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Domino's Pizza buys stakes in Iceland, Norway and Sweden

Staff writer ▼ | June 9, 2016
Domino's Pizza Group announced a new strategic investment, committing £24m to acquire "significant minority interests" in Domino's Iceland, Norway and Sweden while retaining existing strong local management.
Domino's Pizza
Expanding north   Pizza chain is in negotiations in Iceland
Domino's Pizza said it also agreed a route to future majority ownership and control, in its negotiations with current owners Birgir Bieltvedt, the chairman and founder of Domino's Iceland, and other investments.

Following the transaction, Domino's Pizza Group will hold 49% of the Iceland operations and 45% of each of the Norwegian and Swedish businesses.

Domino's Iceland was established in 1993 and currently operates 19 stores, the board said, generating EBITDA of £3m in 2015, while Domino's Norway was established in 2014 and currently operates 10 stores.

There are currently no stores operating in Sweden, though Domino's said the population of 10 million and no major pizza operator with a significant presence represented a substantial opportunity.

It is currently anticipated that the first Swedish stores will open by year-end, the company's board explained.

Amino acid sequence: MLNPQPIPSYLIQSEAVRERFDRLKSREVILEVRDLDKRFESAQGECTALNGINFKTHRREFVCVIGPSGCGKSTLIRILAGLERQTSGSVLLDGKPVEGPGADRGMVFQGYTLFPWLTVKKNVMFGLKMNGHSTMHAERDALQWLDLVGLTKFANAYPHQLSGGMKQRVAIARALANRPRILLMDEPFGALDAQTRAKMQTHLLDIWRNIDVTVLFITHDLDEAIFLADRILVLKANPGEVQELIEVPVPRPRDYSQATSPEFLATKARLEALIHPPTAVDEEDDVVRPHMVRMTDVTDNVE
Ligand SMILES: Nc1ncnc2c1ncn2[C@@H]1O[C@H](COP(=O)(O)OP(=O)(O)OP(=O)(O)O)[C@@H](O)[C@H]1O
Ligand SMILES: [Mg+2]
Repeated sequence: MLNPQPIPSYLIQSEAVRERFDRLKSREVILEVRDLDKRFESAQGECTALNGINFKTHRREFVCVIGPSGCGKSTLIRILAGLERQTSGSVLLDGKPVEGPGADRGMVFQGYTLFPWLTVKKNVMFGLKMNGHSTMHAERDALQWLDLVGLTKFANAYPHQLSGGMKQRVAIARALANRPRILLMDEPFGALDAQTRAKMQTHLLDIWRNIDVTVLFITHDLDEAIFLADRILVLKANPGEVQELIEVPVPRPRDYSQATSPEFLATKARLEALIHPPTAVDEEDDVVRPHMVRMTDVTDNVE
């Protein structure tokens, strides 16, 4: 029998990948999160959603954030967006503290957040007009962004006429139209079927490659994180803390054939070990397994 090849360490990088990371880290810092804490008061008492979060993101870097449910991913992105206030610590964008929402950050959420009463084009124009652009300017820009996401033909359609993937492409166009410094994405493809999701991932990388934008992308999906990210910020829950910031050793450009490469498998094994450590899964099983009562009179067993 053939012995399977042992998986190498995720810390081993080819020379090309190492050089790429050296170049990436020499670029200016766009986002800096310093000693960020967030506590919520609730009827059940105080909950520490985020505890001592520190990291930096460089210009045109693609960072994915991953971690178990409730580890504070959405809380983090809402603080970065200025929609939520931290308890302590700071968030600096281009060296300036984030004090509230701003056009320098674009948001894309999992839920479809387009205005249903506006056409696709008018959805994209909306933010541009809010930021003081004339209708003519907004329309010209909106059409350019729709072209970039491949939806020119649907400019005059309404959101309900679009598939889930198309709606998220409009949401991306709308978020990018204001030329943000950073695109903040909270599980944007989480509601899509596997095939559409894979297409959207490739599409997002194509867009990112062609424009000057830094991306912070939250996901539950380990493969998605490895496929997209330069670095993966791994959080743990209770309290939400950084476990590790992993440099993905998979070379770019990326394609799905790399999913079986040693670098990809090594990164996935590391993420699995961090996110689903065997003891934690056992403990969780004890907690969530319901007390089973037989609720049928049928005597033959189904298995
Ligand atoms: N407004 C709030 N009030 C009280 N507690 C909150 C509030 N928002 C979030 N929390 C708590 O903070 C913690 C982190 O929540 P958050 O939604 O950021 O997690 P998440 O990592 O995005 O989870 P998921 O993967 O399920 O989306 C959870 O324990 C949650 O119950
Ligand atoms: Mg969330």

The transaction is expected to be earnings-enhancing on an underlying basis for the group in 2017 and subsequent years, and realise significant shareholder value over time, it added.

It will fund the deal from cash and existing debt facilities, and expects to report the cost of investment in the transaction as part of the group's gross assets.

"We are delighted to be investing in these exciting markets, which hold great potential for the group," said Domino's Pizza Group CEO David Wild.

"Our skills in e-commerce, marketing and supply chain will complement the excellent local know-how of our partners in Iceland, Norway and Sweden and help to grow the Domino's brand.

"This is a great deal for everyone concerned and we look forward to welcoming our new colleagues and customers," Wild explained.